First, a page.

I haven't tested many different pistols at 50-100 yards. My best centerfire autos (75B plus CGW bushing, 97B"E", and P-09) I can demonstrate 3-6 moa every time I take them out. The three factory Sig P-226s were more like Boris says, I typically could shoot 8-10 moa and the one Sig with a fitted Bar-Sto barrel that I fitted is closer to the CZ, but not quite there.
To me, pistol accuracy guarantees are a marketing strategy based somewhat on statistics but also on human nature. People that expect good results from their guaranteed accuracy pistol may actually shoot them better than they would one for which they had lower expectations. I'm guilty of that myself. I fully expected (and was right to) my 97B"E" to be a 3 moa pistol out of the box (with no guarantee), and it was. I expected some improvement with the 10x bushing in the 75B slide and I got it.
I'm no gunsmith. But there is more to repeatability in a pistol than just the mechanical tolerances. There is the lock up timing. This is where the CZs plus the Atlanta Arms 115gr ammo seem to work better than the Sig, for example. The Sig with the fitted barrel is tight, but it isn't quite as repeatable as the CZs. I suppose the barrel starts dropping down sooner than the CZ, "unlocks" sooner? I don't know.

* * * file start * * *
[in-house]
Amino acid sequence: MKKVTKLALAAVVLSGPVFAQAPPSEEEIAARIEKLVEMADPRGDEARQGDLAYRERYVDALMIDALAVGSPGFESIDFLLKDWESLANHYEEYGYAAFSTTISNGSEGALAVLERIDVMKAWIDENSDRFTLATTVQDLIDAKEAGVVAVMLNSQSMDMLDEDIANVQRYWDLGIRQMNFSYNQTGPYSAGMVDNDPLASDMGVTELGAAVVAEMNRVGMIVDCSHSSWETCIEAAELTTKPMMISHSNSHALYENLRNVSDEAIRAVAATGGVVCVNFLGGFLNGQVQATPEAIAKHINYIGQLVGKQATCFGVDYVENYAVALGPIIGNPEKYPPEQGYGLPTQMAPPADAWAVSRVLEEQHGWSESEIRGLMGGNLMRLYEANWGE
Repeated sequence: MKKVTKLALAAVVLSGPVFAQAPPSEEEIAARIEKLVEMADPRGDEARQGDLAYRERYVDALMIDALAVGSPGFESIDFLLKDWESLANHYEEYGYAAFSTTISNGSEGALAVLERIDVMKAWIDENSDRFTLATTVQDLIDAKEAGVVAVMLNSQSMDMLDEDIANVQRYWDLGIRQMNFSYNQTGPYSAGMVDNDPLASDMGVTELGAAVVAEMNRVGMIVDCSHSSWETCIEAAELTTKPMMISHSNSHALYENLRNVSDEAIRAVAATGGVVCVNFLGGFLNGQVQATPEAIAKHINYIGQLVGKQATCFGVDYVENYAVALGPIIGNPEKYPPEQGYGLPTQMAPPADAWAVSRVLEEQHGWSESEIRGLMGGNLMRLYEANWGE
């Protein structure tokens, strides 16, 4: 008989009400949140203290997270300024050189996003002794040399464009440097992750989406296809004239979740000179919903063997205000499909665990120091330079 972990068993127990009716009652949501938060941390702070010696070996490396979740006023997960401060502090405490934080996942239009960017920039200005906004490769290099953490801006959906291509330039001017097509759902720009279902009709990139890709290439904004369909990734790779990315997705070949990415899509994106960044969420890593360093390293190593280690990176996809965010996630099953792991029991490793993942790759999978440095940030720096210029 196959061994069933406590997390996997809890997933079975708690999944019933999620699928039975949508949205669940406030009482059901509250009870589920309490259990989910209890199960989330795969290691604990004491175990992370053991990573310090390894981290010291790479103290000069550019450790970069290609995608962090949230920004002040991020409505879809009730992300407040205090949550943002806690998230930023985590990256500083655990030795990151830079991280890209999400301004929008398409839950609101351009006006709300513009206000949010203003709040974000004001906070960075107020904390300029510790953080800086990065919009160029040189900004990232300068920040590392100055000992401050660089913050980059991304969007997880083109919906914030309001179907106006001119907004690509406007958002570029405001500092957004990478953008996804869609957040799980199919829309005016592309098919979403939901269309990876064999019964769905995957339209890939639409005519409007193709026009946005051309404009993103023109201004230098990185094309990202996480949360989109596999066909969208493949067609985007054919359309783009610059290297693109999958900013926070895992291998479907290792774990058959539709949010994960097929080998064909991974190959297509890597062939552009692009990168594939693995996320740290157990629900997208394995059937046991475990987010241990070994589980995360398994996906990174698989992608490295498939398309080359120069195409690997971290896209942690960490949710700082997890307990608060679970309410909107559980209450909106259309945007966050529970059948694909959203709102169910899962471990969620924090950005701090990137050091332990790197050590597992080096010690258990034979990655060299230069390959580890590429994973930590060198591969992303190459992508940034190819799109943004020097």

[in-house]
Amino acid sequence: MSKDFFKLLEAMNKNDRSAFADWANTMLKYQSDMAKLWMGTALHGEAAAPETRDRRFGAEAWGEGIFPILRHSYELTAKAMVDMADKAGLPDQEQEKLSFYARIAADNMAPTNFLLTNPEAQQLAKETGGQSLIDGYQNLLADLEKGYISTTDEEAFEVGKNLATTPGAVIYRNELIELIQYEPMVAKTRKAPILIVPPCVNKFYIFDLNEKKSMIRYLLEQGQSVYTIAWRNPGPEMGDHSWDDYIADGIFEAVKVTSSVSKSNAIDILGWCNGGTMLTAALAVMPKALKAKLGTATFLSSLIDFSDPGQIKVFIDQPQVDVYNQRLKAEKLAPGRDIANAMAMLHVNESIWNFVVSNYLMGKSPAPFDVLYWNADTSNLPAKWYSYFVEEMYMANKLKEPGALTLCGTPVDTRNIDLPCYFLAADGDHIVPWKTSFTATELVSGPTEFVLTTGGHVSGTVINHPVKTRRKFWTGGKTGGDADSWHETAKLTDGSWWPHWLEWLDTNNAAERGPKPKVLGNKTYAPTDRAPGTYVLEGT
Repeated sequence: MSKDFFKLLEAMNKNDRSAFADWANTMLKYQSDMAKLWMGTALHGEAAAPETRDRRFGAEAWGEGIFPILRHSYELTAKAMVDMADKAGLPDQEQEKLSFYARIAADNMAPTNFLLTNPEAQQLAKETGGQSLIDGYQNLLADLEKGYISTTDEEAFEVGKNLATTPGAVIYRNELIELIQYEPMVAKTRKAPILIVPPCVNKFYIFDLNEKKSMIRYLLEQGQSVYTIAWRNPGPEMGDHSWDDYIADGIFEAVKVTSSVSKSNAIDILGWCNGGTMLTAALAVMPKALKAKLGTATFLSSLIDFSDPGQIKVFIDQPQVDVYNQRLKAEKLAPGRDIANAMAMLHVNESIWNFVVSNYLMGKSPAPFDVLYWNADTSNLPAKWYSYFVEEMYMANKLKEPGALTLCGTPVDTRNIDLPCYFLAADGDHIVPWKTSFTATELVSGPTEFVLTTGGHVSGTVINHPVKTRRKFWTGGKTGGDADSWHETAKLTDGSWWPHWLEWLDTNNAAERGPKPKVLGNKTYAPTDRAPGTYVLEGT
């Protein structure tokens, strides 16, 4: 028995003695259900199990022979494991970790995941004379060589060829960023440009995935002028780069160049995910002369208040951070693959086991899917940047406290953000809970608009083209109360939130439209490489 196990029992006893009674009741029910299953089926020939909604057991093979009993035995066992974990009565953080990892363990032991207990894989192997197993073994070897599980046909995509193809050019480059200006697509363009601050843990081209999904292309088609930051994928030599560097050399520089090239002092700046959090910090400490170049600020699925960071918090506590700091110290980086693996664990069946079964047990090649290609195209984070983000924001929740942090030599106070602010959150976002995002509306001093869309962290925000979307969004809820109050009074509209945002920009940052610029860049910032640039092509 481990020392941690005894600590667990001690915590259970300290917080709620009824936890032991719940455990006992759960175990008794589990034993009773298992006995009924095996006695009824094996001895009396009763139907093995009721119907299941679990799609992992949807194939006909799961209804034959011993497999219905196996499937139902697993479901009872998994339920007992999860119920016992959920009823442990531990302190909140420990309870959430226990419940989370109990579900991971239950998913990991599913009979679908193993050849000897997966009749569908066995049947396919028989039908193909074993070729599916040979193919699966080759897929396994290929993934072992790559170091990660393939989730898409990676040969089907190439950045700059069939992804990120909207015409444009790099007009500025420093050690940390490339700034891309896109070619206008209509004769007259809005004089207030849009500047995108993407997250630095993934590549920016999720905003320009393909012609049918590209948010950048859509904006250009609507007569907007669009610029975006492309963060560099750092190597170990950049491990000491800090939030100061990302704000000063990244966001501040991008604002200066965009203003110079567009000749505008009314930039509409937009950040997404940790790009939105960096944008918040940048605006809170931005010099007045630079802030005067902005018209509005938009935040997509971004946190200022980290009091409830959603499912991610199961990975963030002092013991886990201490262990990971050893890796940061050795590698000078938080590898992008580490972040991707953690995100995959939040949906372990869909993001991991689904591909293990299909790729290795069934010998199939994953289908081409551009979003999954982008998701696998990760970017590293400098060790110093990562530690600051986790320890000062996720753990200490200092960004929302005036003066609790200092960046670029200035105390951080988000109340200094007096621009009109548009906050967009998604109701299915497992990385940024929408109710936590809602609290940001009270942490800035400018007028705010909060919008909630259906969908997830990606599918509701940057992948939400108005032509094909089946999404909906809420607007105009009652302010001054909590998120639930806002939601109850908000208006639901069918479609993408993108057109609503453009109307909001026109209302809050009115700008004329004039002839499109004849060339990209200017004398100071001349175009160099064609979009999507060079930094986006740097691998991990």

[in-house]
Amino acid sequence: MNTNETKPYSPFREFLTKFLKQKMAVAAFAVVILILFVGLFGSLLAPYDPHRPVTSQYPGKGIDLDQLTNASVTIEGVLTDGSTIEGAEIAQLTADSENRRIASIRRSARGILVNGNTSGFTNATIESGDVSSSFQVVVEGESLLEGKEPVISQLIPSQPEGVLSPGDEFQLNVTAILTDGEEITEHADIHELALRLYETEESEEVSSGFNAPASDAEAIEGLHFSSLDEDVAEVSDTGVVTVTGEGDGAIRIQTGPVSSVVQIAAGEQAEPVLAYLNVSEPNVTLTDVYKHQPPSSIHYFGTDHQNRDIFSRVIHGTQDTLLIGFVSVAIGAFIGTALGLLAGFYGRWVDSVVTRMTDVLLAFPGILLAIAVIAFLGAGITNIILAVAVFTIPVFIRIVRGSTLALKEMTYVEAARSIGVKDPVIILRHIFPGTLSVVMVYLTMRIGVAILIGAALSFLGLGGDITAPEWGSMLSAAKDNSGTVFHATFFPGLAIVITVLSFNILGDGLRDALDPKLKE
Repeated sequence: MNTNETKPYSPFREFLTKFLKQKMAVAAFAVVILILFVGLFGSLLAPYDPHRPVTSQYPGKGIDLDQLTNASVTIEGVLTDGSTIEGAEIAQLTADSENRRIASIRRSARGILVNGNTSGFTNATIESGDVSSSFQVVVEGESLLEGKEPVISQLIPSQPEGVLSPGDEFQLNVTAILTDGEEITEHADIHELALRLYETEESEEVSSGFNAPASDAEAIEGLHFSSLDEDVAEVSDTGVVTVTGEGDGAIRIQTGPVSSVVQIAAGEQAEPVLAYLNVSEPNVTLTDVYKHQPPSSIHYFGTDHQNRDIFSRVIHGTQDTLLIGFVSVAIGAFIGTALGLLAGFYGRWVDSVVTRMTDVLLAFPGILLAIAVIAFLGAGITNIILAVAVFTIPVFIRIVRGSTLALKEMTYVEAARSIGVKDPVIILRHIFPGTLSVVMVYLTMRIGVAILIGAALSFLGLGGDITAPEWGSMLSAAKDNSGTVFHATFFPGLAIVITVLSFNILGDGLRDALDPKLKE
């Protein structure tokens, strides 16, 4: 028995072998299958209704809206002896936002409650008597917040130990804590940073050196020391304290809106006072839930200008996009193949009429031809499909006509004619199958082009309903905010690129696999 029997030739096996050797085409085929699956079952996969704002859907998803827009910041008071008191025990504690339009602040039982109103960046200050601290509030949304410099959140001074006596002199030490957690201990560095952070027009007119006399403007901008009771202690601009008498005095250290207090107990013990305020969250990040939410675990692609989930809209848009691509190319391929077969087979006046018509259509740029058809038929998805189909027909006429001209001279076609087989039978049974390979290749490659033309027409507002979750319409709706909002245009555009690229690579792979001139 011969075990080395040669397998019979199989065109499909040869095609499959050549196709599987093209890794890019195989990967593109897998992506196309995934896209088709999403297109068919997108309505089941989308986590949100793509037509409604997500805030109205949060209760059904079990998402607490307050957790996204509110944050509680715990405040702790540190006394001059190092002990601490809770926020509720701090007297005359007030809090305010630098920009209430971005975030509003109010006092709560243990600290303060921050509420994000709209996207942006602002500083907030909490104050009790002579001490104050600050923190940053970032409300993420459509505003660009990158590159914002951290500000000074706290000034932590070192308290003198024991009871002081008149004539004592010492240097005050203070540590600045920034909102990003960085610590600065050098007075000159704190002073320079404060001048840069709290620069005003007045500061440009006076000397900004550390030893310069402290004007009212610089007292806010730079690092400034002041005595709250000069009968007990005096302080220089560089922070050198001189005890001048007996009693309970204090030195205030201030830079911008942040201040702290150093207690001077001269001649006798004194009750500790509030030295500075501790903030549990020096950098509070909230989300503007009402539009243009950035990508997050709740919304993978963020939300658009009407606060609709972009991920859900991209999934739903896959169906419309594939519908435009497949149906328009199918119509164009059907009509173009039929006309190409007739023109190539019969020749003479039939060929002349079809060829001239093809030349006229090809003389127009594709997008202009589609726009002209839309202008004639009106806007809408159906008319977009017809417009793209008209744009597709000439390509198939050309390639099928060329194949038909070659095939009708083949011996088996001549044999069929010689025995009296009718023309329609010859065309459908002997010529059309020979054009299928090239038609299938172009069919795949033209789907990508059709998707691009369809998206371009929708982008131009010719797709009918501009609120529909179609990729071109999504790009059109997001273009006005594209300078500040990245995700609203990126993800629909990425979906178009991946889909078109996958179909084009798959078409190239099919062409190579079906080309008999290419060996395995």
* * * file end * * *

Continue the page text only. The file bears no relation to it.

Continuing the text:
I'm to the point where I'm not sure I could shoot a 2 moa capable pistol to less than 6 moa on average. My 75B with CGW bushing may BE a 2 moa pistol and I just can't demonstrate it. On the other hand, I can shoot a sloppy pistol to smaller groups than many people. I don't have any trouble identifying a 10-20 moa pistol and declaring it to be too sloppy for me. There aren't many of those out there, in my opinion, fortunately. My example is my own 75B 9mm slide before the bushing swap.
When I first started shooting pistols, I thought all pistols were sloppy and needed adjustable sights because they wouldn't hit in the same spot from day to day. Eventually I learned that it was me, not the pistols. After I learned to shoot, all pistols became more accurate and I no longer needed to adjust the sights every day. Same with shooting at 50 and 100 yards from a rest. There is a lot of technique that one must become good at before one can demonstrate how good a particular gun is. I'm not there yet, but I'm further along the curve than most people. On a normal day, I can certainly identify a poor pistol/ammo combination.
Truly sloppy guns are easy to identify. No one can shoot them well. Truly good guns are harder to identify, as good shooters can always shoot them well, but less experienced shooters may not. The less experienced shooters are quick to blame the pistol. The more experienced shooters know better.